Nsanzimana and Rwabayeho are not the first Rwandans to be attacked violently and in suspicious circumstances ever since President Museveni adopted his policy of working with RNC.
On July 6, Faustin Niyonzima, 30, was found brutally murdered in Mugwata Village, near Kisoro. Niyonzima’s body was found mutilated.
A bit earlier, in April, one Theogene Dusengimana was murdered, in similar circumstances in Kabarore District.
According to knowledgeable sources, the Rwandans that turn up dead in circumstances like these usually are people that have been approached by recruiters of RNC.
It is public knowledge that Uganda is a principle recruiting ground for fighters for Nyamwasa’s group.
However the recruitment is rarely voluntary.
One of the methods is to intimidate, harass and torture those Rwandans they abduct, more specifically the young or able bodied, hoping some would break and agree to join RNC rather than endure the torture.
According to reports, they have had very little success with that method. Most Rwandans see no reason they should turn against their country, and would rather die than do so.
According to a UN report of 31 December last year, a favorite recruitment method is luring youths from refugee camps heavilypopulated by Rwandans.
They deceive them that they will find jobs for them, or that they would procure for them visas to go to Western countries – then afterwards agencies like CMI, Ugandan military intelligence provide them with the papers to cross borders to join RNC training camps in Minembwe, in the Democratic Republic of Congo.
The whole world saw such an incident in December 2017 when 46 RNC recruits were intercepted at the border between Uganda and Tanzania at Kikagati.
CMI working hand in hand with RNC agents however have been very active in many other ways in hunting for recruits.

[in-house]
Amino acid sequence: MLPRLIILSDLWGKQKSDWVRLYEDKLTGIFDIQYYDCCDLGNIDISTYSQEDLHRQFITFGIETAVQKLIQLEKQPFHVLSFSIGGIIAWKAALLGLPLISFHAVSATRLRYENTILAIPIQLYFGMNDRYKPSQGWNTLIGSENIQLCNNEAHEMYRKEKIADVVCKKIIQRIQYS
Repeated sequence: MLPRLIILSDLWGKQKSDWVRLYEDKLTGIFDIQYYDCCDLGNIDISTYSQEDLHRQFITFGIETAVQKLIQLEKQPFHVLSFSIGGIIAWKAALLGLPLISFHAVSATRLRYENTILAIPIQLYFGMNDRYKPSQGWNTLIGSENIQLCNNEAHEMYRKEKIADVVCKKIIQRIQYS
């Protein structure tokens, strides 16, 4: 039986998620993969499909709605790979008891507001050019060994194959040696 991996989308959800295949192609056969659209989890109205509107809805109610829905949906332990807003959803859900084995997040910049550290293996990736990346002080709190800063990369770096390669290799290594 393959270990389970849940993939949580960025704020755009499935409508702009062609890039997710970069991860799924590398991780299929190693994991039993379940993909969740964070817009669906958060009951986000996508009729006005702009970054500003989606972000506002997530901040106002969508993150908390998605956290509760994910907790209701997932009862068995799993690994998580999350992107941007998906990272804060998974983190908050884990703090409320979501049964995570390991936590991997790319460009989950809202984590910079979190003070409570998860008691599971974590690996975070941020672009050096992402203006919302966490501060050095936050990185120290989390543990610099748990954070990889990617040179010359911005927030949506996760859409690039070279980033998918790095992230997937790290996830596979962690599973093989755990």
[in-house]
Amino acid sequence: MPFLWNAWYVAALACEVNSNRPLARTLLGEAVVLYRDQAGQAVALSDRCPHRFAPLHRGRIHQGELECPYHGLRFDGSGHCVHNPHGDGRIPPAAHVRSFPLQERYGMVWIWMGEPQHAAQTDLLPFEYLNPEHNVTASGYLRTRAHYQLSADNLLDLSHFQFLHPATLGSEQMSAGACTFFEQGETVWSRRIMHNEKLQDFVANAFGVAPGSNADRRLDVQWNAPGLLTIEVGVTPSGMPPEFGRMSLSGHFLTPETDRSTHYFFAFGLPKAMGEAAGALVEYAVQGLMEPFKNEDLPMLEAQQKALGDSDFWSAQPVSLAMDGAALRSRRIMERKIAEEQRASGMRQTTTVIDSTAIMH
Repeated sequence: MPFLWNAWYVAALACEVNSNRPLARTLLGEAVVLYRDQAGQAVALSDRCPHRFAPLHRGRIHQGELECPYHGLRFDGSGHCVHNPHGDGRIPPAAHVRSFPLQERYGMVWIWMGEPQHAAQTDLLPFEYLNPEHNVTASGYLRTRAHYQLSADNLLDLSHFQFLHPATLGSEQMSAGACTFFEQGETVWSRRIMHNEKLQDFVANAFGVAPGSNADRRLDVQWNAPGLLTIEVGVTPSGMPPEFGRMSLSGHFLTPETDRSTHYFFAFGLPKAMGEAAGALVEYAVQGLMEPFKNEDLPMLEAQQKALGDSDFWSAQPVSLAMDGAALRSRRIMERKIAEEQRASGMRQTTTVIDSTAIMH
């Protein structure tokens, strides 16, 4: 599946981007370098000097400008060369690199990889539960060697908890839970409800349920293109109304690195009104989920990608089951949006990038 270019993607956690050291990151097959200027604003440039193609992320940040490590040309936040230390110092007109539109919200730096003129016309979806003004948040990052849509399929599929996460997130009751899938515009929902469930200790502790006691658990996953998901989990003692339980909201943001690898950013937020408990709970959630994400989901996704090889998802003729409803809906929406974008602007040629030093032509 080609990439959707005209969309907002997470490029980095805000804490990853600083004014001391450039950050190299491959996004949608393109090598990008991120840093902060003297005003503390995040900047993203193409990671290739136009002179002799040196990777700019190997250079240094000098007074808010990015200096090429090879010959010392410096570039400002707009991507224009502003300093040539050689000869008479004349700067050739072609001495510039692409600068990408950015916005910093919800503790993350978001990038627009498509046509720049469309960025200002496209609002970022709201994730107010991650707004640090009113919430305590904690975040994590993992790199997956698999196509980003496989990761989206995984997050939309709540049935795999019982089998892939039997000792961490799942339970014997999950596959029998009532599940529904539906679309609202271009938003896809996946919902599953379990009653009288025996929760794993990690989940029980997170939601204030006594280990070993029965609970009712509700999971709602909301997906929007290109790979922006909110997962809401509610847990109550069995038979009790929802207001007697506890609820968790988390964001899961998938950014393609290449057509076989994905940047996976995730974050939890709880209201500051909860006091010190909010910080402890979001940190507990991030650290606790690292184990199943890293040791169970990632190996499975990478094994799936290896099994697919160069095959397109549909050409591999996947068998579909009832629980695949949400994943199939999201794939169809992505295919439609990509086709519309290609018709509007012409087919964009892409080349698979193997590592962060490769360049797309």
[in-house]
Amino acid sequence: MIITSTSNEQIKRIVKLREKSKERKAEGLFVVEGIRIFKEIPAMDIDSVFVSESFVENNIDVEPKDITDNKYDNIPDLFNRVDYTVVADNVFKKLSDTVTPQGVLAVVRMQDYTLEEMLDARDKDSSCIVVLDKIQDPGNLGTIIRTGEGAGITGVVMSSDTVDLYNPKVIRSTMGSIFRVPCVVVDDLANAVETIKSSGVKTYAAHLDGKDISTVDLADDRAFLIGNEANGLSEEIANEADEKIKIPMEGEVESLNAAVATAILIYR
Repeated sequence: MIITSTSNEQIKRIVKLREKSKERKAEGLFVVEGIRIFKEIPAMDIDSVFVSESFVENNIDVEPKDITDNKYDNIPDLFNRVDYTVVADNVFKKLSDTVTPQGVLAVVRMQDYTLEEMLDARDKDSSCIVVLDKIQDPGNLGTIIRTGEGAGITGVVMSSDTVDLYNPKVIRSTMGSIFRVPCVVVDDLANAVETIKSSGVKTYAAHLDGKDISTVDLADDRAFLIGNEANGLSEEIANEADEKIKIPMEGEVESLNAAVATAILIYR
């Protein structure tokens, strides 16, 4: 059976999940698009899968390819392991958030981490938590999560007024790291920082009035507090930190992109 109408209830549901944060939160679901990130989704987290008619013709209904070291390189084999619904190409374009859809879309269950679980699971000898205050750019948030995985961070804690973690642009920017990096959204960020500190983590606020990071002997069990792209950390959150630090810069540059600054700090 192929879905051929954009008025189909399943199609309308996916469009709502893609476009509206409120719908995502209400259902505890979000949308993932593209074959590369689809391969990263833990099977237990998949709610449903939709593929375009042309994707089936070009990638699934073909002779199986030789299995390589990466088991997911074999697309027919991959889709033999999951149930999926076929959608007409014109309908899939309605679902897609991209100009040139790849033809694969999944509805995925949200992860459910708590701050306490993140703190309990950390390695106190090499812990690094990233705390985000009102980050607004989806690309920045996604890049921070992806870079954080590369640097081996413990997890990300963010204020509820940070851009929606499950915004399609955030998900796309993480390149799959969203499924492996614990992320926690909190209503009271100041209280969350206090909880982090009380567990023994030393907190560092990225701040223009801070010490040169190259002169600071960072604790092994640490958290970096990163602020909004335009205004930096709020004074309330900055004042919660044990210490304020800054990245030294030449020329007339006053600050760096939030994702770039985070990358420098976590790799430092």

One way is to move into places – mainly western Uganda – with sizable Kinyarwanda speaking communities, and knock on doors.
They identify those households that have able-bodied young men, then tell them “it is time to join RNC”, with much attempts at brainwashing them.
Among the ones that aren’t young, the CMI and RNC agents identify those that appear well off – such as traders, businessmen or big farmers – and attempt to recruit them to be contributors of funds for RNC.
Most times the Banyarwanda communities tell these agents that they have no interest in fighting Rwanda, a government they see doing a lot of good for its people.
According to reports, the recruiting agents walk away swearing that “bad things will happen” to these “stubborn people!”
“That is how a lot of people that refused to be recruited into RNC activities have ended up suffering in Ugandan prisons,” said a Rwandan border security official on condition of anonymity because he wasn’t speaking in an official capacity.
Others haven’t been so fortunate (to only suffer prison mistreatment).
A good number have been brutally murdered, in crimes that the security authorities never investigated.
The same is what happened to the late Nsanzimana, and his brother Rwabayeho who is recovering from serious injuries.
Source: The New Times / Rwanda